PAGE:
I feel like I've come full-circle in this whole self discovery thing. As I've mentioned many a time previously, I have too many passions and too little time. I've always known that I want to be self-employed, and that I want to make the world a more beautiful place, but this big question is: what? What do I really want to spend the rest of my life doing?
I've flirted with the idea of every typical artsy self-employment option I could think of: blogging and running e-courses, graphic design, owning a boutique, professional photographer. But honestly, I don't want to spend the rest of my life dealing with enhanced photos of couples smiling in a field of daisies or diving into the technical mumbo-jumbo of html or accounting-101. I'm interested in all of those things, but I lack the dedication and the patience and the passion to really pursue them. Suddenly, it became a matter of what college majors would be practical for a self-employed artist, and that was when I knew something was very, very wrong. Practical is not in my vocabulary.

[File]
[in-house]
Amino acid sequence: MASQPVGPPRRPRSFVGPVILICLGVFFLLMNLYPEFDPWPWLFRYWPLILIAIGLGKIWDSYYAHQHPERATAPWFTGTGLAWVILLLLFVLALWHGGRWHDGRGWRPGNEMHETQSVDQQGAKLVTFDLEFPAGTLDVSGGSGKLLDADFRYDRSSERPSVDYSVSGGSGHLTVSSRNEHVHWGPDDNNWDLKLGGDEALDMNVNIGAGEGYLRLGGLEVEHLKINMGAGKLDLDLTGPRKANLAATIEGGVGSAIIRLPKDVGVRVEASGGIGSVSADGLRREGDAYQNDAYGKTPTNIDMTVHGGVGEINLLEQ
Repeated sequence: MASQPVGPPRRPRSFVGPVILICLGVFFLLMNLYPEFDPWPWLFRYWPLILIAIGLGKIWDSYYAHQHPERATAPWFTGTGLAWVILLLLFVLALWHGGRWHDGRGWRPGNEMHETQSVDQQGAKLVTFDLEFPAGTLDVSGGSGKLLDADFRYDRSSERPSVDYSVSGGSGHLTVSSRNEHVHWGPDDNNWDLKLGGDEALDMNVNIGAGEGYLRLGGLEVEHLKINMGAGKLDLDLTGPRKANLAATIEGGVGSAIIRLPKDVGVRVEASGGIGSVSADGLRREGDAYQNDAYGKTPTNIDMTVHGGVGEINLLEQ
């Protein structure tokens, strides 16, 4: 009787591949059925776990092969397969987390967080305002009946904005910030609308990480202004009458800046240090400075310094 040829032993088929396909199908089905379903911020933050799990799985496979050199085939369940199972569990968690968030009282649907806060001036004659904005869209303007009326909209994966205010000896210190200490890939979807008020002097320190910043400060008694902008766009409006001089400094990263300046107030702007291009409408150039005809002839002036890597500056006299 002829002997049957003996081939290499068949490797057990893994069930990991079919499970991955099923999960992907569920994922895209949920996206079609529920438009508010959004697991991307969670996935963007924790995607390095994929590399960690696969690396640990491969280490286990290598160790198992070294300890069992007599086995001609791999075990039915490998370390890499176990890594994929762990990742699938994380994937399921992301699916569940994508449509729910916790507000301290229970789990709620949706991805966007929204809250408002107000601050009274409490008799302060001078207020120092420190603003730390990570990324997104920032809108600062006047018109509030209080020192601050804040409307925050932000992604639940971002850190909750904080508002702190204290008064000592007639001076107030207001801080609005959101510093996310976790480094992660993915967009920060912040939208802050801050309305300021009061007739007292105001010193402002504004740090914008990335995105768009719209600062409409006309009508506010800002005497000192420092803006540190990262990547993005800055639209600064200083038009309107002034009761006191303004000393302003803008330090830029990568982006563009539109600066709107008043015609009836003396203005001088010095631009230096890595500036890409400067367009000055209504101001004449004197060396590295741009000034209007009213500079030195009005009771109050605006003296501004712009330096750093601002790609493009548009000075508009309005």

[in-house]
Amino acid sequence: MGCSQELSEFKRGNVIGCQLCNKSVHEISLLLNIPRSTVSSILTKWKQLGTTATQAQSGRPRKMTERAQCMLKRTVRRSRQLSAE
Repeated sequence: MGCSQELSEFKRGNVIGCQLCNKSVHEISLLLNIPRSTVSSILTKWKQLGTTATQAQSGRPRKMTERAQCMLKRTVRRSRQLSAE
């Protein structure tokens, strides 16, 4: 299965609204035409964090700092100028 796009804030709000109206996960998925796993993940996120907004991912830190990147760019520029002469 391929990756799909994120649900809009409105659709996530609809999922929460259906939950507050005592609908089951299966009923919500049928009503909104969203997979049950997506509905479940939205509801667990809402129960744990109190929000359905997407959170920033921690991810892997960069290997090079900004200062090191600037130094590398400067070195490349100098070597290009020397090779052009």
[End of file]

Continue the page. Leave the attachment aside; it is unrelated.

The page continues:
And so launched this bout of deep thinking and internet-fasting.
Tonight, in the midst of dinner, I looked up and launched into a full-blown rant to my poor, bewildered mother. Initially, it was about being a leader and discovering that ten seconds of confidence can move a mountain, but as the words poured out of my mouth it gradually became an emotional, passionate rant about my disgust for those who treat underdogs (i.e. special needs and otherwise socially handicapped or different individuals) as less than human. Bullying and backstabbing in general disgusts me, but on this level especially I find it sickening. Everyone deserves an equal amount of compassion, patience and respect. I actually got so worked up talking about the issue that I started to cry. And in my book, if an injustice angers you to the point of tears, you'd better do something about it.
I've never really thought of it as a career option, but I definitely have a calling. Not to end bullying (though that would be lovely), because there are a million organizations already committed to that cause. I think I have a calling to give courage to the weak. I know what it's like to feel utterly alone and hopeless, to hate yourself. I know what it's like to literally be one jump from death. But here I am, strong and happy and determined. I pulled myself out of the pit of despair because I chose to be happy, and I feel obliged to show others how to make that choice. I don't know how, and I don't know where to start, but it's something that I never actually considered and now know how important it is to me. And that's something, right?